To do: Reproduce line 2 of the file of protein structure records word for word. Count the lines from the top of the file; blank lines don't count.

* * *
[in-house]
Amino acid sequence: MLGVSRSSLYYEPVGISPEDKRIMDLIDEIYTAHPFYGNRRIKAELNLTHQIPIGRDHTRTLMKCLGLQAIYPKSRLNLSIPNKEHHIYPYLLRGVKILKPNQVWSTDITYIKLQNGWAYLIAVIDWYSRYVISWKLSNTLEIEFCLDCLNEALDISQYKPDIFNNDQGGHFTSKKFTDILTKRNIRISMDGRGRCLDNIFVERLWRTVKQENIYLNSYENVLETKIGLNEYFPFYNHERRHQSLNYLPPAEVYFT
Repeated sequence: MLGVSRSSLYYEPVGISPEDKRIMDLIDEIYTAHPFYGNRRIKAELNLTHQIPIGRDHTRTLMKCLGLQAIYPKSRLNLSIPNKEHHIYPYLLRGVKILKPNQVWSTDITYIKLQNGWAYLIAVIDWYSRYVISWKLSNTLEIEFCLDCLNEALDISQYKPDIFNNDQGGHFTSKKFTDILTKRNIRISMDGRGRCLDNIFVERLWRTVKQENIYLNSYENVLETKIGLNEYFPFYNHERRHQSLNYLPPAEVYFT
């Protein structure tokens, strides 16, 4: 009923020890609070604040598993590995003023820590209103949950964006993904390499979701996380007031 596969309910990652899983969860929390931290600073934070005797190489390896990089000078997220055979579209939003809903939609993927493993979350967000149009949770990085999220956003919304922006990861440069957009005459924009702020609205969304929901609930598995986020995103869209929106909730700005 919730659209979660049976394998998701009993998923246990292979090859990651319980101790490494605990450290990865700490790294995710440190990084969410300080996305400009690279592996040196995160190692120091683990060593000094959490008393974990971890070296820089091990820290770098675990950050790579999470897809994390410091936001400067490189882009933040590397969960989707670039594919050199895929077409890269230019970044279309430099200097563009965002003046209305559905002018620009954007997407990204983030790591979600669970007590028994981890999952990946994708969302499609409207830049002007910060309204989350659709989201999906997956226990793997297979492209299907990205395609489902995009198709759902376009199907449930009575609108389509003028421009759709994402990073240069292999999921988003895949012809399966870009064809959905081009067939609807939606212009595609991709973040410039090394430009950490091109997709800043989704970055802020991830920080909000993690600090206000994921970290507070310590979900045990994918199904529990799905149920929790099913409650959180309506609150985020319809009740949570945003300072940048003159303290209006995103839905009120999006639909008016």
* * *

Amino acid sequence: MLGVSRSSLYYEPVGISPEDKRIMDLIDEIYTAHPFYGNRRIKAELNLTHQIPIGRDHTRTLMKCLGLQAIYPKSRLNLSIPNKEHHIYPYLLRGVKILKPNQVWSTDITYIKLQNGWAYLIAVIDWYSRYVISWKLSNTLEIEFCLDCLNEALDISQYKPDIFNNDQGGHFTSKKFTDILTKRNIRISMDGRGRCLDNIFVERLWRTVKQENIYLNSYENVLETKIGLNEYFPFYNHERRHQSLNYLPPAEVYFT